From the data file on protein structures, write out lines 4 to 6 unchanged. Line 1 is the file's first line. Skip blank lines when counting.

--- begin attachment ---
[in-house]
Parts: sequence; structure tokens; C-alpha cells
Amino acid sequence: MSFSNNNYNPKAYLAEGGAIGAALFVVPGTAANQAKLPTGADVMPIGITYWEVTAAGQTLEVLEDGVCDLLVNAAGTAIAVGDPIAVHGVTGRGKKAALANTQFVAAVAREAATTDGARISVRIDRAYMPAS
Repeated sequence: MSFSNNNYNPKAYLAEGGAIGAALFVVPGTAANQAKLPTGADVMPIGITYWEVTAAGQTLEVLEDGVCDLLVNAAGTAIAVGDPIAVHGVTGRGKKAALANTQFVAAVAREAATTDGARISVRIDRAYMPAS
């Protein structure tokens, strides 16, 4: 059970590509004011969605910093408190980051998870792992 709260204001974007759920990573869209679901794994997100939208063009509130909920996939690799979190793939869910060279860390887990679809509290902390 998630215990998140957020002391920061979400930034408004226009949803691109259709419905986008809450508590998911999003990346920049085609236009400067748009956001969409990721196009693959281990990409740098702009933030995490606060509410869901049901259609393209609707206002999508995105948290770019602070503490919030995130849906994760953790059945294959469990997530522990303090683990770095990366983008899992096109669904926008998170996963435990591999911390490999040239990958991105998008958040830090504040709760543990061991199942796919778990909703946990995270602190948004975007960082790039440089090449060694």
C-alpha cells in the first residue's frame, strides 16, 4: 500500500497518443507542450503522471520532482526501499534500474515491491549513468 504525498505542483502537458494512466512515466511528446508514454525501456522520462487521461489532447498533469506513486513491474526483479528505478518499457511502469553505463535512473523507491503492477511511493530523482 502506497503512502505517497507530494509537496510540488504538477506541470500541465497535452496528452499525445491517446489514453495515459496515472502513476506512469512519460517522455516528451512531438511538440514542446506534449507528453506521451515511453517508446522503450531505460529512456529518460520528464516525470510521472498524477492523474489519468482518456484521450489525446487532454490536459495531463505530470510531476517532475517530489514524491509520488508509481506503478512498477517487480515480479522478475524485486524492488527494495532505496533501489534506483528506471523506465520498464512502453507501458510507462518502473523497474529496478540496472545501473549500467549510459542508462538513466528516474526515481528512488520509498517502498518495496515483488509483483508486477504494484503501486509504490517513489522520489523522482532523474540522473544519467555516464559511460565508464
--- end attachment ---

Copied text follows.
Repeated sequence: MSFSNNNYNPKAYLAEGGAIGAALFVVPGTAANQAKLPTGADVMPIGITYWEVTAAGQTLEVLEDGVCDLLVNAAGTAIAVGDPIAVHGVTGRGKKAALANTQFVAAVAREAATTDGARISVRIDRAYMPAS
């Protein structure tokens, strides 16, 4: 059970590509004011969605910093408190980051998870792992 709260204001974007759920990573869209679901794994997100939208063009509130909920996939690799979190793939869910060279860390887990679809509290902390 998630215990998140957020002391920061979400930034408004226009949803691109259709419905986008809450508590998911999003990346920049085609236009400067748009956001969409990721196009693959281990990409740098702009933030995490606060509410869901049901259609393209609707206002999508995105948290770019602070503490919030995130849906994760953790059945294959469990997530522990303090683990770095990366983008899992096109669904926008998170996963435990591999911390490999040239990958991105998008958040830090504040709760543990061991199942796919778990909703946990995270602190948004975007960082790039440089090449060694």
C-alpha cells in the first residue's frame, strides 16, 4: 500500500497518443507542450503522471520532482526501499534500474515491491549513468 504525498505542483502537458494512466512515466511528446508514454525501456522520462487521461489532447498533469506513486513491474526483479528505478518499457511502469553505463535512473523507491503492477511511493530523482 502506497503512502505517497507530494509537496510540488504538477506541470500541465497535452496528452499525445491517446489514453495515459496515472502513476506512469512519460517522455516528451512531438511538440514542446506534449507528453506521451515511453517508446522503450531505460529512456529518460520528464516525470510521472498524477492523474489519468482518456484521450489525446487532454490536459495531463505530470510531476517532475517530489514524491509520488508509481506503478512498477517487480515480479522478475524485486524492488527494495532505496533501489534506483528506471523506465520498464512502453507501458510507462518502473523497474529496478540496472545501473549500467549510459542508462538513466528516474526515481528512488520509498517502498518495496515483488509483483508486477504494484503501486509504490517513489522520489523522482532523474540522473544519467555516464559511460565508464